When a friend of mine, who is as literarily-inclined as myself, recommended this book, I thought it was going to be some snarky glimpse into the human psyche or some mildly anthropological report on humans and our inherent stupidity. After a couple of pages, I realized that I wasn’t completely wrong, but I wasn’t completely right either. I didn’t read any summaries or synopses of the book before I started, so I was very pleasantly surprised by Haig’s ability to combine anthropology, sociology, science-fiction, and existentialism all into one abso-freakin’-lutely hilarious and yet superbly insightful novel. I never thought I’d love a book about math, but holy crap, Mr. Haig, you did it.
Spoiler-free summary: The story follows the alien impostor who is inhabiting the body of Professor Andrew Martin, who is a brilliant mathematician and somewhat of a jerk. This alien visitor’s job is to erase any evidence of a colossal mathematical breakthrough that Professor Martin had spent much of his life working on. The breakthrough itself would have propelled mankind’s advancements thousands of years into the future, yet other inhabitants of the universe do not believe that the primitive humans are ready for such a leap in evolution. As he goes about his mission, he begins to understand why humans are the way that they are, and soon comes to empathize with them. This causes many complications, and the new Professor Martin must make a choice, no matter what the consequences may be.
What I liked:
- Haig’s writing style: One would assume that a story about aliens is purely science-fiction, however, Haig’s writing makes it something completely new and refreshing. You’re reading it from the perspective of an alien who is observing human life for the first time ever, so, much of the time, it feels like you’re watching a National Geographic documentary about humans and their litany of idiotic conceptions of the universe and life itself. I didn’t feel like I was reading a science-fiction novel, where I had to stop and google quantum physics or how spaceships work. The way he describes some of the most commonplace things in humanity, such as pants or sneezing or even the evening news, makes you look at our world in a whole new light. I laughed and winced and teared up and laughed some more.
- The actual science & math: Math and I are not friends. We have never been friends and we will never be friends. BUT! When Haig mentions any of the complex mathematical theorems or refers to some super-advanced alien knowledge, it is explained so thoroughly and with such clarity that even I, a mathematics chump, could understand it. Granted, I had to google a few things, but I actually wanted to know more about these mind-blowing, planet-shaking theories he was talking about. Haig gets a million gold stars for the mere fact that he made me want to understand a mathematical theory that’s been haunting mathematicians for centuries. Although I didn’t understand a single word, number, or letter, I was still very curious and actually interested, and that is a feat in itself.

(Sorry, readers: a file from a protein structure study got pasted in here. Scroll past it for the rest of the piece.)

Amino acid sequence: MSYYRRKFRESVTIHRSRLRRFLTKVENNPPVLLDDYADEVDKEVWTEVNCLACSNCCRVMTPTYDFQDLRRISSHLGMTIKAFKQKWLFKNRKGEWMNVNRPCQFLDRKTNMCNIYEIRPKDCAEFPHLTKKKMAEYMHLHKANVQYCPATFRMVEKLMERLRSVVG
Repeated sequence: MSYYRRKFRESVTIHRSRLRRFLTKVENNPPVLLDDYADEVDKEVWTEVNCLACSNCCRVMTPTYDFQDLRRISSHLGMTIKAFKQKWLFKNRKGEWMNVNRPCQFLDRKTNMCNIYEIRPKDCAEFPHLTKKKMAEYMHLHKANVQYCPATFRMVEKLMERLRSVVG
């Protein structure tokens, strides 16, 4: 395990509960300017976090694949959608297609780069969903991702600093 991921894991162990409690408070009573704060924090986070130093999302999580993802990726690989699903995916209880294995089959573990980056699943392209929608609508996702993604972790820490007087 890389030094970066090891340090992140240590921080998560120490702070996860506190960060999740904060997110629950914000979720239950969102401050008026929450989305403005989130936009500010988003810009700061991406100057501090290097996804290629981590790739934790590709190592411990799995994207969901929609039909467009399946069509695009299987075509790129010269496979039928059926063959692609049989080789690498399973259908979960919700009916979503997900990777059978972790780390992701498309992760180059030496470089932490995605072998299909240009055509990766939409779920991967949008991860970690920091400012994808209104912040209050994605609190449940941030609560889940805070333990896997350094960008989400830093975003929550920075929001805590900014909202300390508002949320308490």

- Character development & dialogue: The main character’s development, as both an alien and a human, was immensely fun to observe. The more he learns about humans, the more confused he becomes, but he also becomes more curious and strives to understand more. It is probably the closest anyone has ever come to explaining the essence of human life and the meaning behind it. The conversations and encounters throughout the book are eye-opening for the protagonist and the reader alike. The dialogue flows so smoothly, even though half the time, the main character has no idea what anyone is talking about, yet somehow, it brings upon some sort of epiphany in both of you.
- The plot: I loved how many twists and turns just kept creeping up on me throughout this story. The premise is already unique in itself, but the story runs in an unexpected direction every time you think you know what’s about to happen next.
What I didn’t like: Literally nothing. I loved every second of it.
- It’s rare that I can’t find a single thing I didn’t like about a book. I reserve that honor for James Joyce alone. Yet this book was so creative and fun to read that I actively tried to stop reading it, because I didn’t want it to end. It made me really think about all of the things that we humans care so much about, but ultimately realize that they’re superfluous to our evolution as a species. Ads? Clothes? Money? Drugs? Why can’t we all just live our lives pantsless, actively making the world and ourselves better, and not have to worry about wars and evil, about what the other humans will think of us? Ah, to live in such a world.
Verdict: 5 ★s!
This book deserves all five stars. I highly recommend it to anyone who loves reading, not just sci-fi, not just mystery, not just humor, but reading in general. It was so hard for me to decide what genre this book actually fits into, and I realized towards the end that it defies classification to an extent. It blends several different genres together and culminates in a humorous, philosophical, science-fictional, romantic, suspenseful masterpiece of contemporary literature. And dear friend and recommender, you will be thrilled to know that this is now on my list of favorite contemporary books and I will recommend it to everyone I meet, even the kassa-girls at the store who don’t even speak English.